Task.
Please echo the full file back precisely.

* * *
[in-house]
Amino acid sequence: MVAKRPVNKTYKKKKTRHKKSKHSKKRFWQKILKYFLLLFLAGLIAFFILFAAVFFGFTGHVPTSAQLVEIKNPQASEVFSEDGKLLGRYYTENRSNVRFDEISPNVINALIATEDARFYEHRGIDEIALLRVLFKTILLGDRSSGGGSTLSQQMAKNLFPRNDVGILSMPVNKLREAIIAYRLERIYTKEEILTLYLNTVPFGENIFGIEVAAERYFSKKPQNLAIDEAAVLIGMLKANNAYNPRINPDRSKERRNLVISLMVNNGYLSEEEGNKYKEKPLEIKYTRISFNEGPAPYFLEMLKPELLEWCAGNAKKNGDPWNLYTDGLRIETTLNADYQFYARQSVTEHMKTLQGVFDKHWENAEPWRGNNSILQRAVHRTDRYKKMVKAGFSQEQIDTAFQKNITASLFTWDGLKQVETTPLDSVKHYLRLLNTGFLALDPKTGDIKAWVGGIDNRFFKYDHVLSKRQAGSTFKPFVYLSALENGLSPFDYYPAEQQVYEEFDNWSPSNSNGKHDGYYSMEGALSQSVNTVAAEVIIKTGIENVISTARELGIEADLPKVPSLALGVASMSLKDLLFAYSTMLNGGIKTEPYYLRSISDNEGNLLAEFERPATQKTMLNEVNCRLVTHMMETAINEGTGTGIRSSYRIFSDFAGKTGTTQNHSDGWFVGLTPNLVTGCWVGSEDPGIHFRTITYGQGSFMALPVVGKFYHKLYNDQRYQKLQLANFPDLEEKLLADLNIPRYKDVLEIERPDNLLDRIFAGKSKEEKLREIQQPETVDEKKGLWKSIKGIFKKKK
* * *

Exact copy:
[in-house]
Amino acid sequence: MVAKRPVNKTYKKKKTRHKKSKHSKKRFWQKILKYFLLLFLAGLIAFFILFAAVFFGFTGHVPTSAQLVEIKNPQASEVFSEDGKLLGRYYTENRSNVRFDEISPNVINALIATEDARFYEHRGIDEIALLRVLFKTILLGDRSSGGGSTLSQQMAKNLFPRNDVGILSMPVNKLREAIIAYRLERIYTKEEILTLYLNTVPFGENIFGIEVAAERYFSKKPQNLAIDEAAVLIGMLKANNAYNPRINPDRSKERRNLVISLMVNNGYLSEEEGNKYKEKPLEIKYTRISFNEGPAPYFLEMLKPELLEWCAGNAKKNGDPWNLYTDGLRIETTLNADYQFYARQSVTEHMKTLQGVFDKHWENAEPWRGNNSILQRAVHRTDRYKKMVKAGFSQEQIDTAFQKNITASLFTWDGLKQVETTPLDSVKHYLRLLNTGFLALDPKTGDIKAWVGGIDNRFFKYDHVLSKRQAGSTFKPFVYLSALENGLSPFDYYPAEQQVYEEFDNWSPSNSNGKHDGYYSMEGALSQSVNTVAAEVIIKTGIENVISTARELGIEADLPKVPSLALGVASMSLKDLLFAYSTMLNGGIKTEPYYLRSISDNEGNLLAEFERPATQKTMLNEVNCRLVTHMMETAINEGTGTGIRSSYRIFSDFAGKTGTTQNHSDGWFVGLTPNLVTGCWVGSEDPGIHFRTITYGQGSFMALPVVGKFYHKLYNDQRYQKLQLANFPDLEEKLLADLNIPRYKDVLEIERPDNLLDRIFAGKSKEEKLREIQQPETVDEKKGLWKSIKGIFKKKK